Olympics

Sapporo set to give up bid for 2026 Winter Olympics

Kyodo

Sapporo intends to tell the International Olympic Committee early next week that it plans to give up bidding for the Winter Olympics in 2026, a source familiar with the matter said Thursday, with the city now aiming to stage the games in 2030.

Sapporo, which hosted the 1972 Winter Olympics, has been asking for the extension of the Hokkaido Shinkansen Line to the city earlier than the currently planned spring of 2031 and hopes to build infrastructure for the Olympics in line with the bullet train project, the source said.

Sapporo Deputy Mayor Takatoshi Machida is expected to brief IOC president Thomas Bach about its withdrawal from the 2026 bid and the damage from a powerful quake that jolted Hokkaido last week in a meeting Monday in Lausanne, Switzerland, according to the source.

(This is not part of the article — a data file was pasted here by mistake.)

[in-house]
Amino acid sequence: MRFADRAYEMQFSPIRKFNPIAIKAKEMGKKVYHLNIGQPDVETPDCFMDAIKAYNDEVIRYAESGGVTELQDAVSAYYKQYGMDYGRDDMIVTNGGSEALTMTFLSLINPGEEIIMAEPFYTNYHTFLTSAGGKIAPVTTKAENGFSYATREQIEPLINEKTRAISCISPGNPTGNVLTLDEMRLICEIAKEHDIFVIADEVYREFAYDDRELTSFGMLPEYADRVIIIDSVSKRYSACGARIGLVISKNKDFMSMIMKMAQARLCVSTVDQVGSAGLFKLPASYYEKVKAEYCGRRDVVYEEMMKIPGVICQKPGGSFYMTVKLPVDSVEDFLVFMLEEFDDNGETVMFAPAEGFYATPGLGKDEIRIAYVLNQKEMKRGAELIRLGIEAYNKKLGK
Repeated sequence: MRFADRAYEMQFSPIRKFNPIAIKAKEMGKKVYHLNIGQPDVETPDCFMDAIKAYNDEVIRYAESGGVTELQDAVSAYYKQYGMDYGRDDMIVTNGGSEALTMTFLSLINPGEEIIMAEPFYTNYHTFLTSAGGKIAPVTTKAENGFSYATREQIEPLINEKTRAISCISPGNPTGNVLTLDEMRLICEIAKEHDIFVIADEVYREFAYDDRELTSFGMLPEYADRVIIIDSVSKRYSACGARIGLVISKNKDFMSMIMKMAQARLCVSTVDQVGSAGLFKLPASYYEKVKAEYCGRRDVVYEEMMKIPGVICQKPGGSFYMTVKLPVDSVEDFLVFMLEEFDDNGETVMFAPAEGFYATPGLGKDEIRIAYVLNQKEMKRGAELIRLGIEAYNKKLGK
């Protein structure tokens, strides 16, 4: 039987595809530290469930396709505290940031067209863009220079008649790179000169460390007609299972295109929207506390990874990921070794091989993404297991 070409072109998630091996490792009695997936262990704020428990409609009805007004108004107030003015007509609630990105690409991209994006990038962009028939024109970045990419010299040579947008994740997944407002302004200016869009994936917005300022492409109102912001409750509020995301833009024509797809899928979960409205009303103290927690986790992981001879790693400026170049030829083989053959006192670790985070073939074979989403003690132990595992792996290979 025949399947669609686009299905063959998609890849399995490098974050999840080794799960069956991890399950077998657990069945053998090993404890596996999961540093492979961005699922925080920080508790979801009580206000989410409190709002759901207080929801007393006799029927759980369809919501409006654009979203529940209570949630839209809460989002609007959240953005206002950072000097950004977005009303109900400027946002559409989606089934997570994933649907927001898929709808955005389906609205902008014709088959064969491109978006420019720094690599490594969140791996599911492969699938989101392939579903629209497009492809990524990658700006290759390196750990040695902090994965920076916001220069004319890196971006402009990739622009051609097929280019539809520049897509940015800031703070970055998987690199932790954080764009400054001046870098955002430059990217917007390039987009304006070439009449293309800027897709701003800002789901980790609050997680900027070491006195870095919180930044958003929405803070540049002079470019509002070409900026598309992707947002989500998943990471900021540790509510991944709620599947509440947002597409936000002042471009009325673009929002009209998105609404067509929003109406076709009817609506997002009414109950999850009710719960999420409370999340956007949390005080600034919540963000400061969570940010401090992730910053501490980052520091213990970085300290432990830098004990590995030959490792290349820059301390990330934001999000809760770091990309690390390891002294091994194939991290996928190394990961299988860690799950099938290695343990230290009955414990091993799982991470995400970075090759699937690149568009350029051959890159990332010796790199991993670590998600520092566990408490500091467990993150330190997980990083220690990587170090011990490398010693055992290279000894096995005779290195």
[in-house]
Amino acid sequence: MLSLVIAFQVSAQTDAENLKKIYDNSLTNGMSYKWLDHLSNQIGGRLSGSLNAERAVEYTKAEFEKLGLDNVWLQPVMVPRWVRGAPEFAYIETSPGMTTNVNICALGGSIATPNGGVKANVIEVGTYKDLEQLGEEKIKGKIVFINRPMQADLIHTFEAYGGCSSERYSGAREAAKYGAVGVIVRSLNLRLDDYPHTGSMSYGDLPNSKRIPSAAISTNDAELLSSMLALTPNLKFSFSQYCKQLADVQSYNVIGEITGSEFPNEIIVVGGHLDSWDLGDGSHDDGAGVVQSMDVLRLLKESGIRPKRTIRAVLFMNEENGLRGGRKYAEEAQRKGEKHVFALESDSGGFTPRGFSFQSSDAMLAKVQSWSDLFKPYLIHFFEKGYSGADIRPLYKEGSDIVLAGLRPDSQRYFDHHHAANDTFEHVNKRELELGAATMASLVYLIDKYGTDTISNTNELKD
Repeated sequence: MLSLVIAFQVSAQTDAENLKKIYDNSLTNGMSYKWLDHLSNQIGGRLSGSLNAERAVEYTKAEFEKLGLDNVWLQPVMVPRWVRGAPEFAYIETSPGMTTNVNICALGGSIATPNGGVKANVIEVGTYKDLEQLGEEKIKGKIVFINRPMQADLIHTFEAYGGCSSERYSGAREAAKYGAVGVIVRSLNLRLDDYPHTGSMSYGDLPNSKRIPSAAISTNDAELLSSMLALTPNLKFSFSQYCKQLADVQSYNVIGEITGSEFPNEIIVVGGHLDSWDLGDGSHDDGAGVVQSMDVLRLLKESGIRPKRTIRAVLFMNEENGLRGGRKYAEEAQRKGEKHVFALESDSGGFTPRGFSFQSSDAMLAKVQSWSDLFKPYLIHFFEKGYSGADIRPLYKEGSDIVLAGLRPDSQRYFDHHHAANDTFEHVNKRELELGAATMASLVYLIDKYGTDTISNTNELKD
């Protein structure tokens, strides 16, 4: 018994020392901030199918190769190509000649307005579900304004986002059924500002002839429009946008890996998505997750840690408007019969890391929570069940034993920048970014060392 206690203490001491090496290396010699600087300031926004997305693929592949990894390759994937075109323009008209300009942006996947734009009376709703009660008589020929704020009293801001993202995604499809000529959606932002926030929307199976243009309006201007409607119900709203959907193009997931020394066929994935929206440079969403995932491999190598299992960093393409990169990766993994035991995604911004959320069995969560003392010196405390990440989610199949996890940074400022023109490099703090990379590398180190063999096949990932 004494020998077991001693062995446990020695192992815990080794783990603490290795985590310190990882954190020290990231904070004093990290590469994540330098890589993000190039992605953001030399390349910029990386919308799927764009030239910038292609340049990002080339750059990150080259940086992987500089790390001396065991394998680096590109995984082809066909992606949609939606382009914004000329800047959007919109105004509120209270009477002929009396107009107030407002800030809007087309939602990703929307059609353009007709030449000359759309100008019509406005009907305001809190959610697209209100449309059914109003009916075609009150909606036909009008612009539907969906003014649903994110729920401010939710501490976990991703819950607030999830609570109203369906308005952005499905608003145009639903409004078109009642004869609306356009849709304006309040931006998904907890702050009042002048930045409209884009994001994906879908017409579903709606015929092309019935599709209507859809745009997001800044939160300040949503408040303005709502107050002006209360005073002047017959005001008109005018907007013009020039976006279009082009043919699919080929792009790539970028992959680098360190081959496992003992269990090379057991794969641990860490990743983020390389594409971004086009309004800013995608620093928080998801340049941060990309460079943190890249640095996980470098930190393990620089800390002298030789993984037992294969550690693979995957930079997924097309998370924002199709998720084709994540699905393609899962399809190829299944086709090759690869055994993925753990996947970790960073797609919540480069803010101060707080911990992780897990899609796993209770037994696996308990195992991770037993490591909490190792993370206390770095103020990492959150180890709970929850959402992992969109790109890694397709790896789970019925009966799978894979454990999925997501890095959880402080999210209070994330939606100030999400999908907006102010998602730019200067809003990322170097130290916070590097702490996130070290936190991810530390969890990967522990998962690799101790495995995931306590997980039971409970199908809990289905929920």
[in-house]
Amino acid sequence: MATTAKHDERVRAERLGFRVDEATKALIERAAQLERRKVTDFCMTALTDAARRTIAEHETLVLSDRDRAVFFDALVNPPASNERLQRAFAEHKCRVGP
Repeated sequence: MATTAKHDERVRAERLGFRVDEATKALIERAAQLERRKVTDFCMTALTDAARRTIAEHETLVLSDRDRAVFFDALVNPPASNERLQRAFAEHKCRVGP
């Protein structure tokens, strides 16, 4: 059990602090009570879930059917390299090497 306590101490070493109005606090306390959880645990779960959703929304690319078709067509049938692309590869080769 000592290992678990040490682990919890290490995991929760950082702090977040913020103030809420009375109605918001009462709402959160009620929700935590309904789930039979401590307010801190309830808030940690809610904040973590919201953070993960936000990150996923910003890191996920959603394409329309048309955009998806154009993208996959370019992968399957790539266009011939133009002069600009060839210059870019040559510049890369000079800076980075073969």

Earlier this year, Sapporo city’s head of sports affairs expressed hope that hosting the games would lead to a surge in inbound tourists.

Sapporo is among several cities that have expressed interest in hosting the 2026 Games.

The Canadian city of Calgary, which hosted the 1988 Winter Games, Stockholm and Erzurum, Turkey, as well as an alliance of three Italian cities — Cortina d’Ampezzo, Milan and Turin — are now in the dialogue stage to explore the benefits and opportunities of hosting the games.

The 2026 host city will be selected at an IOC session in September 2019 in Milan. Sion, Switzerland, and Graz, Austria, had initially expressed their interest in hosting the Olympics but later pulled out.

The Japanese Olympic Committee had been reluctant to see Sapporo’s withdrawal at an early stage as it could negatively affect its next bid to host the 2030 Winter Olympics. JOC president Tsunekazu Takeda will also join the meeting between Machida and Bach, the source said.

The capital of Hokkaido had been planning to make its final decision on withdrawal from the 2026 bid after the dialogue stage ends this fall. But it made up its mind earlier apparently due to damage from the Sept. 6 magnitude 6.7 quake that killed 41 people and triggered a massive power outage.

The earthquake caused soil liquefaction in some parts on the city, with some residential areas and roads affected by land subsidence.